- ↑ Azadbakht, L.; Mirmiran, P.; Esmaillzadeh, A.; Azizi, T.; Azizi, F. (2005). "Beneficial effects of a Dietary Approaches to Stop Hypertension eating plan on features of the metabolic syndrome". Diabetes Care. 28 (12): 2823–31. PMID 16306540. Unknown parameter
- ↑ Nordmann, AJ.; Nordmann, A.; Briel, M.; Keller, U.; Yancy, WS.; Brehm, BJ.; Bucher, HC. (2006). "Effects of low-carbohydrate vs low-fat diets on weight loss and cardiovascular risk factors: a meta-analysis of randomized controlled trials". Arch Intern Med. 166 (3): 285–93. doi:10.1001/archinte.166.3.285. PMID 16476868. Unknown parameter
- ↑ Zhan, S.; Ho, SC. (2005). "Meta-analysis of the effects of soy protein containing isoflavones on the lipid profile". Am J Clin Nutr. 81 (2): 397–408. PMID 15699227. Unknown parameter
- ↑ Sacks FM, Hebert P, Appel LJ, Borhani NO, Applegate WB, Cohen JD; et al. (1994). "The effect of fish oil on blood pressure and high-density lipoprotein-cholesterol levels in phase I of the Trials of Hypertension Prevention. Trials of Hypertension Prevention Collaborative Research Group". J Hypertens Suppl. 12 (7): S23–31. PMID 7769501.
- ↑ Herrmann W, Biermann J, Kostner GM (1995). "Comparison of effects of N-3 to N-6 fatty acids on serum level of lipoprotein(a) in patients with coronary artery disease". Am J Cardiol. 76 (7): 459–62. PMID 7653444.
- ↑ Varady KA, Jones PJ (2005). "Combination diet and exercise interventions for the treatment of dyslipidemia: an effective preliminary strategy to lower cholesterol levels?". J Nutr. 135 (8): 1829–35. PMID 16046704.
- ↑ Rimm, EB.; Williams, P.; Fosher, K.; Criqui, M.; Stampfer, MJ. (1999). "Moderate alcohol intake and lower risk of coronary heart disease: meta-analysis of effects on lipids and haemostatic factors". BMJ. 319 (7224): 1523–8. PMID 10591709. Unknown parameter
- ↑ Liese, AD.; Bortsov, A.; Günther, AL.; Dabelea, D.; Reynolds, K.; Standiford, DA.; Liu, L.; Williams, DE.; Mayer-Davis, EJ. (2011). "Association of DASH diet with cardiovascular risk factors in youth with diabetes mellitus: the SEARCH for Diabetes in Youth study". Circulation. 123 (13): 1410–7. doi:10.1161/CIRCULATIONAHA.110.955922. PMID 21422385. Unknown parameter
- ↑ Wierzbicki, AS. (2011). "Niacin: the only vitamin that reduces cardiovascular events". Int J Clin Pract. 65 (4): 379–85. doi:10.1111/j.1742-1241.2011.02630.x. PMID 21401825. Unknown parameter
- ↑ Kamanna, VS.; Kashyap, ML. (2008). "Mechanism of action of niacin". Am J Cardiol. 101 (8A): 20B–26B. doi:10.1016/j.amjcard.2008.02.029. PMID 18375237. Unknown parameter
- ↑ Vu-Dac, N.; Schoonjans, K.; Kosykh, V.; Dallongeville, J.; Fruchart, JC.; Staels, B.; Auwerx, J. (1995). "Fibrates increase human apolipoprotein A-II expression through activation of the peroxisome proliferator-activated receptor". J Clin Invest. 96 (2): 741–50. doi:10.1172/JCI118118. PMID 7635967. Unknown parameter
- ↑ Yamashita, S.; Tsubakio-Yamamoto, K.; Ohama, T.; Nakagawa-Toyama, Y.; Nishida, M. (2010). "Molecular mechanisms of HDL-cholesterol elevation by statins and its effects on HDL functions". J Atheroscler Thromb. 17 (5): 436–51. PMID 20513953. Unknown parameter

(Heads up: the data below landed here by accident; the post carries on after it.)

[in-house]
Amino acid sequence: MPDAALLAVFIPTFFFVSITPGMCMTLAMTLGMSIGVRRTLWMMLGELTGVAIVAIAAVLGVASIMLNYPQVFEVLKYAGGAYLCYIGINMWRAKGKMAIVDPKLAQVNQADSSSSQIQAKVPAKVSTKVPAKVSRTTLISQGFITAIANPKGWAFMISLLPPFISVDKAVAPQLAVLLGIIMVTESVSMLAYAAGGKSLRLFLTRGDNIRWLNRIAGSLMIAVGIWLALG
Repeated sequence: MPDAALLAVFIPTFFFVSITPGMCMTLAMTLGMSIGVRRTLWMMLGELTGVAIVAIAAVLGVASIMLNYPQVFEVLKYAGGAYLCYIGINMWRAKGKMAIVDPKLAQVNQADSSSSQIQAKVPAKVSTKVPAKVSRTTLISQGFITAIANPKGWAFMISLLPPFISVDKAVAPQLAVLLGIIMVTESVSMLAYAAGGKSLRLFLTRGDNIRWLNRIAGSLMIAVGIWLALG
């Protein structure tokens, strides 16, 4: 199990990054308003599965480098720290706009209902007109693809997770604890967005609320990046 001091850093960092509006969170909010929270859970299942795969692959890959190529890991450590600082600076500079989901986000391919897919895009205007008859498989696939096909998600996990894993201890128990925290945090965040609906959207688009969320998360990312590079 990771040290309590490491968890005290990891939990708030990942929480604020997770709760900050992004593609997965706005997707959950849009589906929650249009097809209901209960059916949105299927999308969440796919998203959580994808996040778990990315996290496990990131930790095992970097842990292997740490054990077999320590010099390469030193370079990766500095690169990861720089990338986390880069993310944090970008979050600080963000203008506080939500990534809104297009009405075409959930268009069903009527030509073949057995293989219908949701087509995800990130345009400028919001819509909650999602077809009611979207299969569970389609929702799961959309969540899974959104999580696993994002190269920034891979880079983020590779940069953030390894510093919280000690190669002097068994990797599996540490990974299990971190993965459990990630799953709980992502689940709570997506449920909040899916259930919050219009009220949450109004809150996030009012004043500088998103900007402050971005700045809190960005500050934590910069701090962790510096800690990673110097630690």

- ↑ Maejima, T.; Sugano, T.; Yamazaki, H.; Yoshinaka, Y.; Doi, T.; Tanabe, S.; Nishimaki-Mogami, T. (2011). "Pitavastatin increases ABCA1 expression by dual mechanisms: SREBP2-driven transcriptional activation and PPARα-dependent protein stabilization but without activating LXR in rat hepatoma McARH7777 cells". J Pharmacol Sci. 116 (1): 107–15. PMID 21521932.
- ↑ van Venrooij, FV.; Stolk, RP.; Banga, JD.; Sijmonsma, TP.; van Tol, A.; Erkelens, DW.; Dallinga-Thie, GM. (2003). "Common cholesteryl ester transfer protein gene polymorphisms and the effect of atorvastatin therapy in type 2 diabetes". Diabetes Care. 26 (4): 1216–23. PMID 12663600. Unknown parameter
- ↑ Ballantyne, CM.; Houri, J.; Notarbartolo, A.; Melani, L.; Lipka, LJ.; Suresh, R.; Sun, S.; LeBeaut, AP.; Sager, PT. (2003). "Effect of ezetimibe coadministered with atorvastatin in 628 patients with primary hypercholesterolemia: a prospective, randomized, double-blind trial". Circulation. 107 (19): 2409–15. doi:10.1161/01.CIR.0000068312.21969.C8. PMID 12719279. Unknown parameter
- ↑ Szapary, PO.; Bloedon, LT.; Samaha, FF.; Duffy, D.; Wolfe, ML.; Soffer, D.; Reilly, MP.; Chittams, J.; Rader, DJ. (2006). "Effects of pioglitazone on lipoproteins, inflammatory markers, and adipokines in nondiabetic patients with metabolic syndrome". Arterioscler Thromb Vasc Biol. 26 (1): 182–8. doi:10.1161/01.ATV.0000195790.24531.4f. PMID 16284192. Unknown parameter
- ↑ Shepherd, J. (1989). "Mechanism of action of bile acid sequestrants and other lipid-lowering drugs". Cardiology. 76 Suppl 1: 65–71, discussion 71-4. PMID 2713876.
- ↑ 25.0 25.1 Joy T, Hegele RA (2008). "Is raising HDL a futile strategy for atheroprotection?". Nat Rev Drug Discov. 7 (2): 143–55. doi:10.1038/nrd2489. PMID 18239670.
- ↑ Taylor AJ, Sullenberger LE, Lee HJ, Lee JK, Grace KA (2004). "Arterial Biology for the Investigation of the Treatment Effects of Reducing Cholesterol (ARBITER) 2: a double-blind, placebo-controlled study of extended-release niacin on atherosclerosis progression in secondary prevention patients treated with statins". Circulation. 110 (23): 3512–7. doi:10.1161/01.CIR.0000148955.19792.8D. PMID 15537681.
- ↑ Taylor AJ, Lee HJ, Sullenberger LE (2006). "The effect of 24 months of combination statin and extended-release niacin on carotid intima-media thickness: ARBITER 3". Curr Med Res Opin. 22 (11): 2243–50. doi:10.1185/030079906X148508. PMID 17076985.
- ↑ 28.0 28.1 Cashin-Hemphill L, Mack WJ, Pogoda JM, Sanmarco ME, Azen SP, Blankenhorn DH (1990). "Beneficial effects of colestipol-niacin on coronary atherosclerosis. A 4-year follow-up". JAMA. 264 (23): 3013–7. PMID 2243429.